My mind wandered to our drive back from the mountains. To that split second where I could have felt involved in the death of someone else.
Our driver had screeched to a stop, narrowly missing the eighty-five year old woman blindly walking in the middle of the road barefoot with two canes. We got out and offered her a ride. She refused us. As we drove away, I watched as the car behind us veered to the left to avoid hitting the woman.
“You really think she was trying to kill herself?” I repeated to Chad later, wanting to hear a different answer. “Why else would she be walking in the middle of the road, late at night, with no shoes or socks on, twelve kilometers from the nearest village?” Chad muttered.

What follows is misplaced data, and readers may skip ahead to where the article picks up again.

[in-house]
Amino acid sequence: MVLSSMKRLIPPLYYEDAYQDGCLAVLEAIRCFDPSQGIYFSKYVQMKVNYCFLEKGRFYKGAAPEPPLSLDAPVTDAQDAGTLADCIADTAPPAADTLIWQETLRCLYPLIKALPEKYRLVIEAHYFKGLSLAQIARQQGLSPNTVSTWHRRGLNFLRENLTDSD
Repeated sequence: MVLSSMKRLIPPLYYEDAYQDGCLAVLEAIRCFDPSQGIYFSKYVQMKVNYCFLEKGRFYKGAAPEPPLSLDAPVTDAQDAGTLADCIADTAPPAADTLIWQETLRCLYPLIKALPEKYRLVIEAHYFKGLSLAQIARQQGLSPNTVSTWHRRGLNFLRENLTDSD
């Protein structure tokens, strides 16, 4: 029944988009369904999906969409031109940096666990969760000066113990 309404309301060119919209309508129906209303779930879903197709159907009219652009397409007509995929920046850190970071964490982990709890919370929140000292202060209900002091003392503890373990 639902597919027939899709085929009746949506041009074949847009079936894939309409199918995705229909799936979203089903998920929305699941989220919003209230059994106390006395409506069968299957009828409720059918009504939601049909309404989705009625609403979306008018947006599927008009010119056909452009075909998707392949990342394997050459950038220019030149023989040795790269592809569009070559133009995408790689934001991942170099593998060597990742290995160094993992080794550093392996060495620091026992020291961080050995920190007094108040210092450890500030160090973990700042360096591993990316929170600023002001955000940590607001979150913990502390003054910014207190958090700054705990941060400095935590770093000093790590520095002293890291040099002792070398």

He was probably right. Even Rohit nodded along.
Impermanence. Conditioned. Constructed by our own reality. One of the three tenants of existence in Buddhism. Yet, there is some part of us that is unfabricated, unconditioned. That knows no change or death.
That pain is as impermanent
as shadows on the hills,
And that nirvana’s blessedness
will cure all mortal ills? (John Stoddard)
I knew we must come down from the mountains. Down from the villages that seemed unchanged by the modern world. Down from the mountaintops where merging with that universal thing seemed within reach.
Down to where the elderly woman was charging down the mountain road to her own death.
No man is an island entire of itself;
every man is a piece of the continent, a part of the main;
if a clod be washed away by the sea, Europe is the less,
as well as if a promontory were,
as well as any manner of thy friends or of thine own were;
any man’s death diminishes me, because I am involved in mankind.
And therefore never send to know for whom the bell tolls;
it tolls for thee (John Donne).